Reckoning: A Dialogue About Racism, Antiracists, and Business & Human Rights

WVU College of Law Research Paper Forthcoming

Washington International Law Journal, Vol. 30 (2021)

84 Pages Posted: 23 Apr 2021

See all articles by Erika R. George

Erika R. George

University of Utah - S.J. Quinney College of Law

Jena Martin

West Virginia University - College of Law

Tara Van Ho

University of Essex

Date Written: April 22, 2021

Abstract

Video of George Floyd’s death sparked global demonstrations and prompted individuals, communities and institutions to grapple with their own roles in embedding and perpetuating racist structures. The raison d’être of Business and Human Rights (BHR) is to tackle structural corporate impediments to the universal realization of human rights. Yet, racism, one of the most obvious of such barriers, has been a blind spot for BHR. While the field has contended with gender inequality, there have only been tokenistic nods to intersectional harms caused by business activities. The failure to address racism seriously undermines both the promise of BHR generally and specifically the recognized need to redress intersectional harms experienced by women from racialized backgrounds. In this article, three established BHR scholars enter into a dialogue on racism in BHR’s theory and practice. The article is not aimed at providing definitive answers, but instead at asking the questions necessary for understanding how BHR embeds, or may combat, racism. By engaging in a dialogic inquiry, the authors are able to highlight, examine, and analyze different approaches to these issues. The result is both an opening salvo on the intersection of critical race theory and BHR and an identifiable research agenda for future scholarship in the area.

The article proceeds in six substantive parts. Part I explains our choice of a dialogic methodology while Part II situates the inquiry in literature on structures of race and racism, critical race theory in law, and BHR. The dialogue begins in Part III with an interrogation of the terms “racist” and “antiracist” before Part IV contemplates whether BHR is racist, antiracist, or a tool that can be used to pursue either agenda. Because BHR is built on, and embedded with, capitalist theory, we examine capitalism’s racist foundations and question whether BHR can extricate itself from that origin. We then engage with the opposite end of the spectrum; what we call “Black Lives Marketing,” in Part V. Businesses may brand and market themselves as antiracist without ever undertaking the internal structural reforms necessary to be antiracist. We consider the demands BHR places on businesses to both adopt and to use their leverage to affect real change. The dialogue concludes in Part VI with reflections on the personal and professional impact of confronting racism within our fields of expertise. We conclude the article by noting that the dialogic methodology transformed the nature of the article, bringing a depth to our discussion that would not have been achieved otherwise.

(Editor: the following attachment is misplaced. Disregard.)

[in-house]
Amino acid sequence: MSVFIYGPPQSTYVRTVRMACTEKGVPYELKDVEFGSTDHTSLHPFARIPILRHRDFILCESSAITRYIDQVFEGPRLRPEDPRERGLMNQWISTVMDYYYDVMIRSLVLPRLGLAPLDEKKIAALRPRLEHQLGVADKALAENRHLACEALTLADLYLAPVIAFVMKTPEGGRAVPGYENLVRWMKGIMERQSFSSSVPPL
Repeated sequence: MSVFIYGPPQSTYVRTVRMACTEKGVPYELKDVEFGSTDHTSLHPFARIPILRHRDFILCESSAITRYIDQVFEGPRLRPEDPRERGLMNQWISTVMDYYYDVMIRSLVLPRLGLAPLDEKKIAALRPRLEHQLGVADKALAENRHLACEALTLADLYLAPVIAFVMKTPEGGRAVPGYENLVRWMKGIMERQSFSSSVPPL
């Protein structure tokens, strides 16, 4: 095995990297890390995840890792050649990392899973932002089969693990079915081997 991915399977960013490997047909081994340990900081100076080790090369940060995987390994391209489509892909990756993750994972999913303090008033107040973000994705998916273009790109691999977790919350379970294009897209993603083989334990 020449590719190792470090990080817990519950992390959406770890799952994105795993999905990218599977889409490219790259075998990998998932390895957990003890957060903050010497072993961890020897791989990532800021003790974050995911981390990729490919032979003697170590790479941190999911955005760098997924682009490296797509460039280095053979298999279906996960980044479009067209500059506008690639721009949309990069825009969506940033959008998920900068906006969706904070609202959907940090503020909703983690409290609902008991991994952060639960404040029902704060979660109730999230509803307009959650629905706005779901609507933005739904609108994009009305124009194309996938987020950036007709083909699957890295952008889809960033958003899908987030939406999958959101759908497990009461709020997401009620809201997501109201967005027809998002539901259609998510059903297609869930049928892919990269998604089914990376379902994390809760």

Keywords: Racism, Anti-racism, human rights, business, BHR, critical race theory, capitalism

JEL Classification: K10

Suggested Citation

George, Erika R. and Martin, Jena and Van Ho, Tara, Reckoning: A Dialogue About Racism, Antiracists, and Business & Human Rights (April 22, 2021). WVU College of Law Research Paper Forthcoming, Washington International Law Journal, Vol. 30 (2021), Available at SSRN: https://ssrn.com/abstract=3832246

Erika R. George

University of Utah - S.J. Quinney College of Law ( email )

383 S. University Street
Salt Lake City, UT 84112-0730
United States

Jena Martin (Contact Author)

West Virginia University - College of Law ( email )

101 Law School Drive
Morgantown, WV West Virginia 26506
United States

Tara Van Ho

University of Essex ( email )

Colchester, Essex CO43SQ
United Kingdom

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